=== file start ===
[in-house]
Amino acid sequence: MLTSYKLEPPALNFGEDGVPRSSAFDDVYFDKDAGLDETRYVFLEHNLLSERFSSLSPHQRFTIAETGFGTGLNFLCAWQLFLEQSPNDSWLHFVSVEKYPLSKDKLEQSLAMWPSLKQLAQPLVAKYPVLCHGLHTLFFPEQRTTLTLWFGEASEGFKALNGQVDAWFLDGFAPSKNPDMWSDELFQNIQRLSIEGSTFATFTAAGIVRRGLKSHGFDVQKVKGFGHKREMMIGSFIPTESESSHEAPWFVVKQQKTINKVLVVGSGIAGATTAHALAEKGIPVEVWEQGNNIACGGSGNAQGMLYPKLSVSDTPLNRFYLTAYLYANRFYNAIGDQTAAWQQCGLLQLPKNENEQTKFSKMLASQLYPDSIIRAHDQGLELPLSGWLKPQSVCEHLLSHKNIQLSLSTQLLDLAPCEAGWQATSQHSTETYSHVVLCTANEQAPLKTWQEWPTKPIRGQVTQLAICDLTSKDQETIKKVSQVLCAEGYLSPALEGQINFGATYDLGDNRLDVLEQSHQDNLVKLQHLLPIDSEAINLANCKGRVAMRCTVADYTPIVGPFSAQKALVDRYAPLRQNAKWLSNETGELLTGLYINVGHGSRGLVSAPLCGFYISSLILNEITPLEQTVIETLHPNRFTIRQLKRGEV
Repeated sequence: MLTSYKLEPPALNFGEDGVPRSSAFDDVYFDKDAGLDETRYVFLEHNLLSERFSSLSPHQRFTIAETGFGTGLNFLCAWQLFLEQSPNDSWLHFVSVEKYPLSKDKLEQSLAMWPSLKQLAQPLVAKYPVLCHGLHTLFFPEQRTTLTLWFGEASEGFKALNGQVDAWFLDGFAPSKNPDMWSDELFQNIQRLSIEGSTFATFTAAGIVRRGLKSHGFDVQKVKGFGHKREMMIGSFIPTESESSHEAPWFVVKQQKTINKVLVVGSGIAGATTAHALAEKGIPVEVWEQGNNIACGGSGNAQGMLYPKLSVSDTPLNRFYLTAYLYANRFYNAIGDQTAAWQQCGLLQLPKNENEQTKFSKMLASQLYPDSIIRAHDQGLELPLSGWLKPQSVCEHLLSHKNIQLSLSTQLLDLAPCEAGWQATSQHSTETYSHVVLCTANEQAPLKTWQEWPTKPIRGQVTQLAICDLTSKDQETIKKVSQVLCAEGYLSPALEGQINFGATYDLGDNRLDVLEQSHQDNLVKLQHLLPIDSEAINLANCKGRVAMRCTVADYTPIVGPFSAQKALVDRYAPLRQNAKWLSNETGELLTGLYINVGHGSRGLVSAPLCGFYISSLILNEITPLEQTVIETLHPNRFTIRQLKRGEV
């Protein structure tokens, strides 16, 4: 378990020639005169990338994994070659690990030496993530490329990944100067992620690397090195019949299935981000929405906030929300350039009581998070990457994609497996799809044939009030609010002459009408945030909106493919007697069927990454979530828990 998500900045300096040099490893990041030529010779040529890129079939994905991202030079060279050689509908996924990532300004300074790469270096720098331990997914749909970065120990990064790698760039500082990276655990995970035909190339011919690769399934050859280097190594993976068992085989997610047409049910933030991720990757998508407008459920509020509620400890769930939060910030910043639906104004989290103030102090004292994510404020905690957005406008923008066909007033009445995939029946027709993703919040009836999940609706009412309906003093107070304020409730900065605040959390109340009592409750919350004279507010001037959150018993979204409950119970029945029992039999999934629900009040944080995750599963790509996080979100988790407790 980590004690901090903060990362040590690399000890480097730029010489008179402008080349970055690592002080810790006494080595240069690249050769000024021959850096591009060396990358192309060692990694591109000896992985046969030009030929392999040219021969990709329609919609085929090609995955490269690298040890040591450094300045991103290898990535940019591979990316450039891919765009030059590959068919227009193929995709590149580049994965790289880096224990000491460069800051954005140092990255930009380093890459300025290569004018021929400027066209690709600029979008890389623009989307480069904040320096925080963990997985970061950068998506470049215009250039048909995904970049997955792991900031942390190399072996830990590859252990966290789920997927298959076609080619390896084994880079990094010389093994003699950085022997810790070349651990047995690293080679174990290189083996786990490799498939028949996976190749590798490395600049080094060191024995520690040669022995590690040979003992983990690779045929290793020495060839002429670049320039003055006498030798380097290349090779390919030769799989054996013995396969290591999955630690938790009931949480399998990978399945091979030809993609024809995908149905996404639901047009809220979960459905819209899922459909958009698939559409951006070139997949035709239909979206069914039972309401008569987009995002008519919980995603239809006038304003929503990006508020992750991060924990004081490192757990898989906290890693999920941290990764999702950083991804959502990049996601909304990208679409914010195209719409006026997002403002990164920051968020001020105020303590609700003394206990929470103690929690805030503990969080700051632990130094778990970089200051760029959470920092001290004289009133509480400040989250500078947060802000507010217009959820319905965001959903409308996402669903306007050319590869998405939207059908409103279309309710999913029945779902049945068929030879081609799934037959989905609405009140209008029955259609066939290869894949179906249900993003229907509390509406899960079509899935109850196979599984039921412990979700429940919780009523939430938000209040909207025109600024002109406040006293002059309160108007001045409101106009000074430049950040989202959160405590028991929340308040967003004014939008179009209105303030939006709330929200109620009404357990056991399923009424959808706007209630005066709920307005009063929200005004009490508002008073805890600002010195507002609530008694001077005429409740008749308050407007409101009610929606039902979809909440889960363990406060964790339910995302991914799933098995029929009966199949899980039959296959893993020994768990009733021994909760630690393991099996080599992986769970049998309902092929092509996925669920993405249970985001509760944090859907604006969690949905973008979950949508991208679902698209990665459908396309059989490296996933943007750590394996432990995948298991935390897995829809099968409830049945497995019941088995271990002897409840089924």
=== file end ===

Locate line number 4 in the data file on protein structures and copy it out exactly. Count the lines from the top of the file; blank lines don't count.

């Protein structure tokens, strides 16, 4: 378990020639005169990338994994070659690990030496993530490329990944100067992620690397090195019949299935981000929405906030929300350039009581998070990457994609497996799809044939009030609010002459009408945030909106493919007697069927990454979530828990 998500900045300096040099490893990041030529010779040529890129079939994905991202030079060279050689509908996924990532300004300074790469270096720098331990997914749909970065120990990064790698760039500082990276655990995970035909190339011919690769399934050859280097190594993976068992085989997610047409049910933030991720990757998508407008459920509020509620400890769930939060910030910043639906104004989290103030102090004292994510404020905690957005406008923008066909007033009445995939029946027709993703919040009836999940609706009412309906003093107070304020409730900065605040959390109340009592409750919350004279507010001037959150018993979204409950119970029945029992039999999934629900009040944080995750599963790509996080979100988790407790 980590004690901090903060990362040590690399000890480097730029010489008179402008080349970055690592002080810790006494080595240069690249050769000024021959850096591009060396990358192309060692990694591109000896992985046969030009030929392999040219021969990709329609919609085929090609995955490269690298040890040591450094300045991103290898990535940019591979990316450039891919765009030059590959068919227009193929995709590149580049994965790289880096224990000491460069800051954005140092990255930009380093890459300025290569004018021929400027066209690709600029979008890389623009989307480069904040320096925080963990997985970061950068998506470049215009250039048909995904970049997955792991900031942390190399072996830990590859252990966290789920997927298959076609080619390896084994880079990094010389093994003699950085022997810790070349651990047995690293080679174990290189083996786990490799498939028949996976190749590798490395600049080094060191024995520690040669022995590690040979003992983990690779045929290793020495060839002429670049320039003055006498030798380097290349090779390919030769799989054996013995396969290591999955630690938790009931949480399998990978399945091979030809993609024809995908149905996404639901047009809220979960459905819209899922459909958009698939559409951006070139997949035709239909979206069914039972309401008569987009995002008519919980995603239809006038304003929503990006508020992750991060924990004081490192757990898989906290890693999920941290990764999702950083991804959502990049996601909304990208679409914010195209719409006026997002403002990164920051968020001020105020303590609700003394206990929470103690929690805030503990969080700051632990130094778990970089200051760029959470920092001290004289009133509480400040989250500078947060802000507010217009959820319905965001959903409308996402669903306007050319590869998405939207059908409103279309309710999913029945779902049945068929030879081609799934037959989905609405009140209008029955259609066939290869894949179906249900993003229907509390509406899960079509899935109850196979599984039921412990979700429940919780009523939430938000209040909207025109600024002109406040006293002059309160108007001045409101106009000074430049950040989202959160405590028991929340308040967003004014939008179009209105303030939006709330929200109620009404357990056991399923009424959808706007209630005066709920307005009063929200005004009490508002008073805890600002010195507002609530008694001077005429409740008749308050407007409101009610929606039902979809909440889960363990406060964790339910995302991914799933098995029929009966199949899980039959296959893993020994768990009733021994909760630690393991099996080599992986769970049998309902092929092509996925669920993405249970985001509760944090859907604006969690949905973008979950949508991208679902698209990665459908396309059989490296996933943007750590394996432990995948298991935390897995829809099968409830049945497995019941088995271990002897409840089924």